The tone of voice to use when talking about forensic mistakes

Remember my post that discussed the tone of voice that a company chooses to use when talking about the benefits of the company and its offerings?

Or perhaps you saw the repurposed version of the post, a page section entitled “Don’t use that tone of voice with me!”

The tone of voice that a firm uses does not only extend to benefit statements, but to all communications from a company. Sometimes the tone of voice attracts potential clients. Sometimes it repels them.

For example, a book was published a couple of months ago. Check the tone of voice in these excerpts from the book advertisement.

“That’s not my fingerprint, your honor,” said the defendant, after FBI experts reported a “100-percent identification.” They were wrong. It is shocking how often they are. Autopsy of a Crime Lab is the first book to catalog the sources of error and the faulty science behind a range of well-known forensic evidence, from fingerprints and firearms to forensic algorithms. In this devastating forensic takedown, noted legal expert Brandon L. Garrett poses the questions that should be asked in courtrooms every day: Where are the studies that validate the basic premises of widely accepted techniques such as fingerprinting? How can experts testify with 100 percent certainty about a fingerprint, when there is no such thing as a 100 percent match? Where is the quality control in the laboratories and at the crime scenes? Should we so readily adopt powerful new technologies like facial recognition software and rapid DNA machines? And why have judges been so reluctant to consider the weaknesses of so many long-accepted methods?

Note that author Brandon Garrett is NOT making this stuff up. People in the identity industry are well aware of the Brandon Mayfield case and others that started a series of reforms beginning in 2009, including changes in courtroom testimony and increased testing of forensic techniques by the National Institute of Standards and Technology and others.

It’s obvious that I, with my biases resulting from over 25 years in the identity industry, am not going to enjoy phrases such as “devastating forensic takedown,” especially when I know that some sectors of the forensics profession have been working on correcting these mistakes for 12 years now, and have cooperated with the Innocence Project to rectify some of these mistakes.

So from my perspective, here are my two concerns about language that could be considered inflammatory:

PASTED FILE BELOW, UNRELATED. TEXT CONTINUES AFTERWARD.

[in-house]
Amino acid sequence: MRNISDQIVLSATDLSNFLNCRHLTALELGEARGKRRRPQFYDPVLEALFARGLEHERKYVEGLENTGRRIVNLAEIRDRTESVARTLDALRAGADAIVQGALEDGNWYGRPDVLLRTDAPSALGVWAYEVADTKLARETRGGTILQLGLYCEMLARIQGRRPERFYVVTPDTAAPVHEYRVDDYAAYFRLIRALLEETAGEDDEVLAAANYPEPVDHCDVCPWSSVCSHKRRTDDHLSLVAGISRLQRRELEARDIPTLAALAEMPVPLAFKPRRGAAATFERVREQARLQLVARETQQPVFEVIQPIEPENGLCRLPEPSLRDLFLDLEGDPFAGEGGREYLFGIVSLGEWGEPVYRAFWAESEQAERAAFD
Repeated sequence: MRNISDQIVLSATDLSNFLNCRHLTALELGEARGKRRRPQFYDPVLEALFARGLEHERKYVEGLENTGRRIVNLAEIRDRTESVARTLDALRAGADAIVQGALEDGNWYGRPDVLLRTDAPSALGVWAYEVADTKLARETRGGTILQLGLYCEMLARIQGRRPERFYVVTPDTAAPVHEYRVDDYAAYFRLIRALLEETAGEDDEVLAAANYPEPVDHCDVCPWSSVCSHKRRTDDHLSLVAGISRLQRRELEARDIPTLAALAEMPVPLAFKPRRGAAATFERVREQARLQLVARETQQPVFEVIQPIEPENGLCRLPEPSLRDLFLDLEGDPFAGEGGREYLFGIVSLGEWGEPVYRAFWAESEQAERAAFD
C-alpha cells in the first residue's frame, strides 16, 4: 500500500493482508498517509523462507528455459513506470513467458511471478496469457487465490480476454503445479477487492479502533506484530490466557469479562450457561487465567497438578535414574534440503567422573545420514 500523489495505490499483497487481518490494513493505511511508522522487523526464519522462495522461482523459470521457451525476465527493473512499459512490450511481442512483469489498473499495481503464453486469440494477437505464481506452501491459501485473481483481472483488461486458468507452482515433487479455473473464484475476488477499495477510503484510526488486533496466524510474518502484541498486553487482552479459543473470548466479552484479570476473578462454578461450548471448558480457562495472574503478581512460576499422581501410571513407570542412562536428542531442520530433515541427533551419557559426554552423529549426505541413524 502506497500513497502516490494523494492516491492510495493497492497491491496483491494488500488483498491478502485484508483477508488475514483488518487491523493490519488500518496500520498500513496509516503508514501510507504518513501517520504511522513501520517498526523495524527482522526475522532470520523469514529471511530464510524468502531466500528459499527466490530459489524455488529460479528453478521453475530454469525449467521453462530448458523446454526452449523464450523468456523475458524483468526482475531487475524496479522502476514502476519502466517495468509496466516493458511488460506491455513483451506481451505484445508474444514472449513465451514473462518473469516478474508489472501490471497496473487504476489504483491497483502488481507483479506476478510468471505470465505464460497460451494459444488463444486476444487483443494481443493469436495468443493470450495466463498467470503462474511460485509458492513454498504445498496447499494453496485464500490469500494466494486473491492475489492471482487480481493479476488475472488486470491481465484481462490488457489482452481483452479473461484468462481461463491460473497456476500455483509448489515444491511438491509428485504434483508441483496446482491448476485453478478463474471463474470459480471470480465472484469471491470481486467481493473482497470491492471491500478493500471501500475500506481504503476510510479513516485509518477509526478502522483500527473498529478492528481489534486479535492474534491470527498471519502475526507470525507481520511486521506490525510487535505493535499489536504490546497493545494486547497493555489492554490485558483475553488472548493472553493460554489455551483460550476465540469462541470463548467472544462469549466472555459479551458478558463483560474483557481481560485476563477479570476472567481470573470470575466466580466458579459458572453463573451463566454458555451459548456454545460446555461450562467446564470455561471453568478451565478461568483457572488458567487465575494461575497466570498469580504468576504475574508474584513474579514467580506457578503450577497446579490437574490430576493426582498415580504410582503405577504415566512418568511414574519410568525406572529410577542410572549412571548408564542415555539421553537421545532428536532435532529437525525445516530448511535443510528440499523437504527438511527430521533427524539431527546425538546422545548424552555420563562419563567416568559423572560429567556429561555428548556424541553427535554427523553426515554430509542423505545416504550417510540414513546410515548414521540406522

• Inflammatory language focusing on anecdotal incidents leads to improper conclusions. Yes, there are anecdotal instances in which fingerprint examiners made incorrect decisions. Yes, there are anecdotal instances in which police agencies did not use facial recognition computer results solely as investigative leads, resulting in false arrests. But anecdotal incidents are not in my view substantive enough to ban fingerprint recognition or facial recognition entirely, as some (not all) who read Garrett’s book are going to want to do (and have done, in certain jurisdictions).
  • Inflammatory language prompts inflammatory language from “the other side.” Some forensic practitioners and criminal justice stakeholders may not be pleased to learn that they’ve been targeted by a “devastating forensic takedown.” And sometimes the responses can get nasty: “enemies” of forensic techniques “love criminals.”

Of course, it may be near to impossible to have a reasoned discussion of forensic and police techniques these days. And I’ll confess that it’s hard to sell books by taking a nuanced tone in the book blurb. But if would be nice if we could all just get along.

P.S. Garrett was interviewed on TV in connection to the Derek Chauvin trial, and did not (IMHO) come off as a wild-eyed “defund the police” hack. His major point was that Chauvin’s actions were not made in a split second, but in a course of several minutes.

Quantifying the costs of wrongful incarcerations

As many of you already know, the Innocence Project is dedicated to freeing people who have been wrongfully incarcerated. At times, the people are freed after examining or re-examining biometric evidence, such as fingerprint evidence or DNA evidence.

The latter evidence was relevant in the case of Uriah Courtney, who was convicted and sentenced to life in prison for kidnapping and rape based upon eyewitness testimony. At the time of Courtney’s arrest, DNA testing did not return any meaningful results. Eight years later, however, DNA technology had advanced to the point where the perpetrator could be identified—and, as the California Innocence Project noted, the perpetrator wasn’t Uriah Courtney.

I’ve read Innocence Project stories before, and the one that sticks most in my mind was the case of Archie Williams, who was released (based upon fingerprint evidence) after being imprisoned for a quarter century. At the time that Williams’ wrongful conviction was vacated, Vanessa Potkin, director of post-conviction litigation at the Innocence Project, stated, “There is no way to quantify the loss and pain he has endured.”

But that doesn’t mean that people haven’t tried to (somewhat) quantify the loss.

In the Uriah Courtney case, while it’s impossible to quantify the loss to Courtney himself, it is possible to quantify the loss to the state of California. Using data from the California Legislative Analyst’s Office 2018-19 annual costs per California inmate, the California Innocence Project calculated a “cost of wrongful incarceration” of $649,624.

One can quibble with the methodology—after all, the 2018-19 costs presumably overestimate the costs of incarcerating someone who was released from custody on May 9, 2013—but at least it illustrates that a cost of wrongful incarceration CAN be calculated. Add to that the costs of prosecuting the wrong person (including jury duty daily fees), and the costs can be quantified.

To a certain extent.